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Department of Homeland Security Secretary Janet Napolitano opened the new National Cybersecurity and Communications Integration Center. The $9 million center houses a team of government and private sector computer experts to monitor and prevent breaches in cyber security by hackers or foreign governments.
From communication to finances and healthcare, every aspect of American life is connected to a computer.
The dependence on technology puts the United States at risk of a cyber attack.
"Malicious hackers want to undermine federal state and local networks. Hostile foreign governments are testing and developing an aggressive cyber warfare strategy. Private sector cyber espionage undermines technological investments made by leading american companies," said Democratic Congressman David Price, chairman of the House Subcommittee on Homeland Security. He says businesses lose billions of dollars every year from cyber attacks.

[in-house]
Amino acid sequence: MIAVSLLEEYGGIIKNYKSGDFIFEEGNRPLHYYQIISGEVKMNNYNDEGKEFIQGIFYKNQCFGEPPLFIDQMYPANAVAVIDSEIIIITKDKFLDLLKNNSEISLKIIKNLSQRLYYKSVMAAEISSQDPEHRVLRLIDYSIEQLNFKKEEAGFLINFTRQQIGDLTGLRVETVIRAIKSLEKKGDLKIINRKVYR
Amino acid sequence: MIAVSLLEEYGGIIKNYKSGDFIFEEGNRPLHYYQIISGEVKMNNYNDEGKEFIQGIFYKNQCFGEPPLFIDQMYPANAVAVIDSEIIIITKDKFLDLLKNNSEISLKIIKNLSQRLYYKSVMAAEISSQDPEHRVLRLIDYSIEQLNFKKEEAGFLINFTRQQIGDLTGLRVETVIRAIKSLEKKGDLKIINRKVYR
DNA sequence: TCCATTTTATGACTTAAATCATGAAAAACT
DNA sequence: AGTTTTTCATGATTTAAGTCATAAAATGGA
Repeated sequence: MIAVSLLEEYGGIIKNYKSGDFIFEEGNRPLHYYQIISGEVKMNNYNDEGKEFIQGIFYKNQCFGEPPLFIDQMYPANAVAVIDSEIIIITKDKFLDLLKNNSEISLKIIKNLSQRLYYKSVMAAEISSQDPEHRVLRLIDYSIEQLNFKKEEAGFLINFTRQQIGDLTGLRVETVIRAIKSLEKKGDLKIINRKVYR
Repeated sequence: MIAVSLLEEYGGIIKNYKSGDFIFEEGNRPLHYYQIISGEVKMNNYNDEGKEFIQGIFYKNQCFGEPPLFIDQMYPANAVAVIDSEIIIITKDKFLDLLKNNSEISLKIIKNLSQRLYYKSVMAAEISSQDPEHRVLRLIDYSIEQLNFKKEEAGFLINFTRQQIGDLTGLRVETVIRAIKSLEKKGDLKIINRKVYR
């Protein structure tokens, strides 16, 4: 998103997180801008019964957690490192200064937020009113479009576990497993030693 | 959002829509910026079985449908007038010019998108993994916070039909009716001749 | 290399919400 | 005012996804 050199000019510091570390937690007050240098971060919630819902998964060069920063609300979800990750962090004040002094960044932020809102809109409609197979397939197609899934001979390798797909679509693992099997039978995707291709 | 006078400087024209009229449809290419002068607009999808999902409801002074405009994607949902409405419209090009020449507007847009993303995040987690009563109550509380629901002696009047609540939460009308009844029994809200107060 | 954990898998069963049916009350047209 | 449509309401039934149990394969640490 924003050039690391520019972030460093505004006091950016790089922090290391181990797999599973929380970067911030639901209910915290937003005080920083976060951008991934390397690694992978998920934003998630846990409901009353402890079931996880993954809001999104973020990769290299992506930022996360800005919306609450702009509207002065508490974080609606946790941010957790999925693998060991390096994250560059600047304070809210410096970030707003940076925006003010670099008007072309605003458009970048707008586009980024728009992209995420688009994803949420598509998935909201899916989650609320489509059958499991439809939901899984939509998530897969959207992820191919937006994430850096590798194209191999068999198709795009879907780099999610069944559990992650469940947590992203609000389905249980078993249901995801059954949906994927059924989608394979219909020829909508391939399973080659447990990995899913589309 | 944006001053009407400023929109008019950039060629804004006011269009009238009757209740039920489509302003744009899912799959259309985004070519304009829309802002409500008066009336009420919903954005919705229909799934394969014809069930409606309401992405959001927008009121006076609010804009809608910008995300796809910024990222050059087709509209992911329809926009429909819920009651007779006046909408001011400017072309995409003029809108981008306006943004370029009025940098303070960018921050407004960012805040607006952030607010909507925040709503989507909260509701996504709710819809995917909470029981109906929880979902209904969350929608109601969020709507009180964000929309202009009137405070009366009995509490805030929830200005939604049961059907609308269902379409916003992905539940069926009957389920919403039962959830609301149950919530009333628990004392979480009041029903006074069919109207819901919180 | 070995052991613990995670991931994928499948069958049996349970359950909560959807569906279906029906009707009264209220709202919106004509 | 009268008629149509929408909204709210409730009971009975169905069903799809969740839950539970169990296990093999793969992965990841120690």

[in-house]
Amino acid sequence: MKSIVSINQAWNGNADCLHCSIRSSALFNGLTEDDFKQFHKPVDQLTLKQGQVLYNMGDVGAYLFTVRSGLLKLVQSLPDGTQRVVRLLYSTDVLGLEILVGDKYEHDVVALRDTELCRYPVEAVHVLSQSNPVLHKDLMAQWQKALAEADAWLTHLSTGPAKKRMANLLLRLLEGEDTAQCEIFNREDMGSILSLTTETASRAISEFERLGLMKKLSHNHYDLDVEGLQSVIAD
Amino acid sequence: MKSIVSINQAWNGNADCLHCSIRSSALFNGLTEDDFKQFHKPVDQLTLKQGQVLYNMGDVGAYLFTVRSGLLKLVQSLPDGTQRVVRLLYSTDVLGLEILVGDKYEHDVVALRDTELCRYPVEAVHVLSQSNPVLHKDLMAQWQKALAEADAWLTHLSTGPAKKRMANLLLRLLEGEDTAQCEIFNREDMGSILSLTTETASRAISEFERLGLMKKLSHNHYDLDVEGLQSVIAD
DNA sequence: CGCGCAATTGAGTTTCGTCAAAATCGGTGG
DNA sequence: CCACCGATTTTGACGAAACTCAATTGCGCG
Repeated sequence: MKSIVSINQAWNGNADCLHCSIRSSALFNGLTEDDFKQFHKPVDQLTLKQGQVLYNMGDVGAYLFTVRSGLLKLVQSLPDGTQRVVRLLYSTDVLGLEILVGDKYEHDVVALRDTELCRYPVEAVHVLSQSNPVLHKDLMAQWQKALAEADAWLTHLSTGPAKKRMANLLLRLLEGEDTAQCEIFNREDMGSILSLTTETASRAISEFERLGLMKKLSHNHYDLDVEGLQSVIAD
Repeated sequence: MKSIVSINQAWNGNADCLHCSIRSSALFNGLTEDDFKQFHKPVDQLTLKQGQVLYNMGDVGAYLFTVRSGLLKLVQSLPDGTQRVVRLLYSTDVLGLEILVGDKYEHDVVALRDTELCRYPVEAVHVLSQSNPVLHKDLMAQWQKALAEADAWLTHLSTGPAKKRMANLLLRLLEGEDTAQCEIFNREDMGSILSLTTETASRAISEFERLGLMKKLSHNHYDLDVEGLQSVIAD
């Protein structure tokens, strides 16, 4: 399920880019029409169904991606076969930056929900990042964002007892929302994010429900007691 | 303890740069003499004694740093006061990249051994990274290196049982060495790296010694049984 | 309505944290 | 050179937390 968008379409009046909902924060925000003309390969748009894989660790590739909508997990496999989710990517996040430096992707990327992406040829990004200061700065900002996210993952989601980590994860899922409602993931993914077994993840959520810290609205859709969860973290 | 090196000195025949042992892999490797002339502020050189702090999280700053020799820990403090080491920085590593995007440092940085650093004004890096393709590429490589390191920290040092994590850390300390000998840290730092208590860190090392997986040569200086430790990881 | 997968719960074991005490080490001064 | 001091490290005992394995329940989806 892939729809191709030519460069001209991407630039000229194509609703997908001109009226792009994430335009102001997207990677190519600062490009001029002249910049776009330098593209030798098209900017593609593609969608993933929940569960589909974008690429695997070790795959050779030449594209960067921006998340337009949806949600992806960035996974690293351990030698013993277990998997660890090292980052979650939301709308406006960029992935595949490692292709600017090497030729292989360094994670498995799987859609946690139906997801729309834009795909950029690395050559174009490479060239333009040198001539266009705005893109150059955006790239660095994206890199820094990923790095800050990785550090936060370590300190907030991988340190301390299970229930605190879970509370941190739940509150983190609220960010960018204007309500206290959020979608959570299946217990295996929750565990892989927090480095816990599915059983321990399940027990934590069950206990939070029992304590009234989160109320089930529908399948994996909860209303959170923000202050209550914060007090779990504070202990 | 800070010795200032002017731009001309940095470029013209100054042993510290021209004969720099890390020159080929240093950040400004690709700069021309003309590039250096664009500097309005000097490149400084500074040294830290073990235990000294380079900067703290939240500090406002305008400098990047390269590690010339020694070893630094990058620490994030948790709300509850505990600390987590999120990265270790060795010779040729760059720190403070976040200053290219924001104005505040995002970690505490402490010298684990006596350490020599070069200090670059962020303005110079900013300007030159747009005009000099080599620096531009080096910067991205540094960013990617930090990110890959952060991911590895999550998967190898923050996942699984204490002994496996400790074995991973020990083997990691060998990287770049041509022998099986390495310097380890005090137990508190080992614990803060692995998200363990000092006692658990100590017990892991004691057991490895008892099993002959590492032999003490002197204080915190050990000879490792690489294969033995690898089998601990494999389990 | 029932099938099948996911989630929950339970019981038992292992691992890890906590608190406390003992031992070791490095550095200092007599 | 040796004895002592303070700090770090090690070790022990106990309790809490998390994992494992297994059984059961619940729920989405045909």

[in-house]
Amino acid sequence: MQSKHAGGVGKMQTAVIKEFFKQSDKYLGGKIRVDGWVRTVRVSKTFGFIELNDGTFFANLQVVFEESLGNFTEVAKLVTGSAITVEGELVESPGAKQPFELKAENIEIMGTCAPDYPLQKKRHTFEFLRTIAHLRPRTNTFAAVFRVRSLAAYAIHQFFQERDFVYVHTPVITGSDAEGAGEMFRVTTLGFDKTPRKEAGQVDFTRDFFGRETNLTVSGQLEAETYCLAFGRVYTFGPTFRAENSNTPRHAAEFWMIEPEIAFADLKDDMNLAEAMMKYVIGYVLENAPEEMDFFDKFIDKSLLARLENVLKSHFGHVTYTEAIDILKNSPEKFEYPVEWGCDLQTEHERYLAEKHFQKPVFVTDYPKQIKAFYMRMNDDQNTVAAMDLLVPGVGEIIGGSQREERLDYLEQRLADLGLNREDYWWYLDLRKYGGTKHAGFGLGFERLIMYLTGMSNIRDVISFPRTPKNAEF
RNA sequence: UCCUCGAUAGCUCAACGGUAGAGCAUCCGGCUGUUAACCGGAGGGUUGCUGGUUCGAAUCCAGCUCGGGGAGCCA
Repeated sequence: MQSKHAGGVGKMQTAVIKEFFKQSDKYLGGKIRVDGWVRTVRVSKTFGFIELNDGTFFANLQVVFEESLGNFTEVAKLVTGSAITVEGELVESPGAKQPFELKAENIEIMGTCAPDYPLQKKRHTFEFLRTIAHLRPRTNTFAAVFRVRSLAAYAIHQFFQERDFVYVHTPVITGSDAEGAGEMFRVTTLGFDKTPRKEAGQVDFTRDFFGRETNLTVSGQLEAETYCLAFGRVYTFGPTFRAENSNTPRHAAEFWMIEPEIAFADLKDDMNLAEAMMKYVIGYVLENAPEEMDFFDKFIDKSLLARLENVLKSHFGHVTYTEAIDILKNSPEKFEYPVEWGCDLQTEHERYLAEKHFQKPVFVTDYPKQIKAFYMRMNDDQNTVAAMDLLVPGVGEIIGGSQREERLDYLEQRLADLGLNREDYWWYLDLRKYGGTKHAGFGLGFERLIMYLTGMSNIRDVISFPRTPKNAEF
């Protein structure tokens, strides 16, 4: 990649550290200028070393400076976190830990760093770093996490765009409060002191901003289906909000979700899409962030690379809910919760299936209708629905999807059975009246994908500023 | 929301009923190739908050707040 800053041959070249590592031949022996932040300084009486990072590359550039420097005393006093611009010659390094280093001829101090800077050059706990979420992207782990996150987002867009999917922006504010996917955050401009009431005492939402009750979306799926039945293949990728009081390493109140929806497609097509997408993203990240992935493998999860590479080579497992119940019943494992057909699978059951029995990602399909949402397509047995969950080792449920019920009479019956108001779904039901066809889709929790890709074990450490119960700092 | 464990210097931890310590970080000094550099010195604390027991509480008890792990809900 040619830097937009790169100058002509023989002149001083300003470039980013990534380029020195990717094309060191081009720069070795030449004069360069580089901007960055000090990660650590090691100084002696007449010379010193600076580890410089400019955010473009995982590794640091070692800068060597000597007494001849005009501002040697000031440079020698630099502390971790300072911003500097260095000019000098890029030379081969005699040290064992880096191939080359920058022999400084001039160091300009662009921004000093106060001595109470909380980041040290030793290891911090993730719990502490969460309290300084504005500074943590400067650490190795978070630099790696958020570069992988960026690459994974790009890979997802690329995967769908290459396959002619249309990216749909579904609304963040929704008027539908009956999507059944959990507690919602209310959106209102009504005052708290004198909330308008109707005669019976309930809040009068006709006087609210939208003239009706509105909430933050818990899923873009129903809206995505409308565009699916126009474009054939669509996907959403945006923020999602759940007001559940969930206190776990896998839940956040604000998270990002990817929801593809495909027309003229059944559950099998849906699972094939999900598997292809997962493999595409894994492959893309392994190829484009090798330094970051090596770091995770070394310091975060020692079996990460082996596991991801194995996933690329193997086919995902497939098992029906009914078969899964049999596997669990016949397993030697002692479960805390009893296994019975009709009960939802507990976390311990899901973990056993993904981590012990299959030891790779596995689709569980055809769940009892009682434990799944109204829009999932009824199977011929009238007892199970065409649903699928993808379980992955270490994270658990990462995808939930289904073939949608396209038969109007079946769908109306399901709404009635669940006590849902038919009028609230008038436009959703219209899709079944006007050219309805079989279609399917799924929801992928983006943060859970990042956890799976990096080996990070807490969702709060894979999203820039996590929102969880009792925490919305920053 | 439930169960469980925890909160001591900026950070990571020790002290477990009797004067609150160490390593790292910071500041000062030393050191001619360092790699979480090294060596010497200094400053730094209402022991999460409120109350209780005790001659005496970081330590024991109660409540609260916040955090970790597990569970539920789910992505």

To protect the government and private sector, the Department of Homeland Security created the Cybersecurity and Communications Integration Center.
Homeland Security Secretary Janet Napolitano says the center merges the private sector with the telecommunications and cyber security divisions within the department. "This is all designed to facilitate a timely and effective crisis communications, crisis operations, in the event of a significant communications disruption or cyber incident," she said.
Assistant Secretary of Cyber Security and Communications, Gregory Schaffer says the new center will make the United States less vulnerable during a crisis, like a natural disaster. "There has been a number of reports that have thought about for example could someone leverage like a hurricane and launch a cyber attack in that moment when we are dealing with the physical disruption of the networks," he said.
Schaffer says the new center will identify and report a breach of cyber security more efficiently than before. "So by having these units together, we expect they will be reactive in a much faster way and they'll be able to plan more effectively for events as they are coming," he said.
To better protect the U.S. from the technology it has so enthusiastically embraced.